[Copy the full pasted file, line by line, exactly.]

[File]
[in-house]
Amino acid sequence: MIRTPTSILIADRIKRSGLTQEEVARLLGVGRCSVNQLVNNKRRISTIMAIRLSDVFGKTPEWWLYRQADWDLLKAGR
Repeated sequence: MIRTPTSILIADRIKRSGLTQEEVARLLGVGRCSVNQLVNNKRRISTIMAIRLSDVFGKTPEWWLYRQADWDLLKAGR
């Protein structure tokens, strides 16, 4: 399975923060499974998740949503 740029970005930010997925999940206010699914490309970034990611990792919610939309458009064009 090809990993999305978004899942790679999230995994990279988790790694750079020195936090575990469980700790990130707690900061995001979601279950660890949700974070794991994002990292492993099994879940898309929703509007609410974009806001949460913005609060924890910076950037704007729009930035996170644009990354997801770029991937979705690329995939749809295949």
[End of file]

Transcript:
[in-house]
Amino acid sequence: MIRTPTSILIADRIKRSGLTQEEVARLLGVGRCSVNQLVNNKRRISTIMAIRLSDVFGKTPEWWLYRQADWDLLKAGR
Repeated sequence: MIRTPTSILIADRIKRSGLTQEEVARLLGVGRCSVNQLVNNKRRISTIMAIRLSDVFGKTPEWWLYRQADWDLLKAGR
């Protein structure tokens, strides 16, 4: 399975923060499974998740949503 740029970005930010997925999940206010699914490309970034990611990792919610939309458009064009 090809990993999305978004899942790679999230995994990279988790790694750079020195936090575990469980700790990130707690900061995001979601279950660890949700974070794991994002990292492993099994879940898309929703509007609410974009806001949460913005609060924890910076950037704007729009930035996170644009990354997801770029991937979705690329995939749809295949």